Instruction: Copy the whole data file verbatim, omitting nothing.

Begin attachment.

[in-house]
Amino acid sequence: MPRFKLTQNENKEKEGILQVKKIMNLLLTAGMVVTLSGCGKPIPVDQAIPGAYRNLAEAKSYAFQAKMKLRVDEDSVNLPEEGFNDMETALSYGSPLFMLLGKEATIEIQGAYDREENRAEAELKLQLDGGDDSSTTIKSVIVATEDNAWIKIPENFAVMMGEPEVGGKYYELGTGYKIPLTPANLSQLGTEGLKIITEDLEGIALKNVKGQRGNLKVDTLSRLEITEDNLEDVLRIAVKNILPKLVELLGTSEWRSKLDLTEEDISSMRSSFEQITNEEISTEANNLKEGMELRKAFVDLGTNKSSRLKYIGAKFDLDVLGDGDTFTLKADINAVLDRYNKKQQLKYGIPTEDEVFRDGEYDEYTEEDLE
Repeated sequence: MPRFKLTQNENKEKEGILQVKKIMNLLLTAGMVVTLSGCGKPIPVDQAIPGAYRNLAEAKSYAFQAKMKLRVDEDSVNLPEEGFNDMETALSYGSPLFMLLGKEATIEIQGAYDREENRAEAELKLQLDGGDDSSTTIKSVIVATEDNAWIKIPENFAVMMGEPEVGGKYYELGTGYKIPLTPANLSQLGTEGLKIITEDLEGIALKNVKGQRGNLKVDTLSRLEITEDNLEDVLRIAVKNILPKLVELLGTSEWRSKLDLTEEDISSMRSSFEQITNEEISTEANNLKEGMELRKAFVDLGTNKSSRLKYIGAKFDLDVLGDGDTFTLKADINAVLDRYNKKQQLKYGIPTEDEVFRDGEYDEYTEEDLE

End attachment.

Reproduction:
[in-house]
Amino acid sequence: MPRFKLTQNENKEKEGILQVKKIMNLLLTAGMVVTLSGCGKPIPVDQAIPGAYRNLAEAKSYAFQAKMKLRVDEDSVNLPEEGFNDMETALSYGSPLFMLLGKEATIEIQGAYDREENRAEAELKLQLDGGDDSSTTIKSVIVATEDNAWIKIPENFAVMMGEPEVGGKYYELGTGYKIPLTPANLSQLGTEGLKIITEDLEGIALKNVKGQRGNLKVDTLSRLEITEDNLEDVLRIAVKNILPKLVELLGTSEWRSKLDLTEEDISSMRSSFEQITNEEISTEANNLKEGMELRKAFVDLGTNKSSRLKYIGAKFDLDVLGDGDTFTLKADINAVLDRYNKKQQLKYGIPTEDEVFRDGEYDEYTEEDLE
Repeated sequence: MPRFKLTQNENKEKEGILQVKKIMNLLLTAGMVVTLSGCGKPIPVDQAIPGAYRNLAEAKSYAFQAKMKLRVDEDSVNLPEEGFNDMETALSYGSPLFMLLGKEATIEIQGAYDREENRAEAELKLQLDGGDDSSTTIKSVIVATEDNAWIKIPENFAVMMGEPEVGGKYYELGTGYKIPLTPANLSQLGTEGLKIITEDLEGIALKNVKGQRGNLKVDTLSRLEITEDNLEDVLRIAVKNILPKLVELLGTSEWRSKLDLTEEDISSMRSSFEQITNEEISTEANNLKEGMELRKAFVDLGTNKSSRLKYIGAKFDLDVLGDGDTFTLKADINAVLDRYNKKQQLKYGIPTEDEVFRDGEYDEYTEEDLE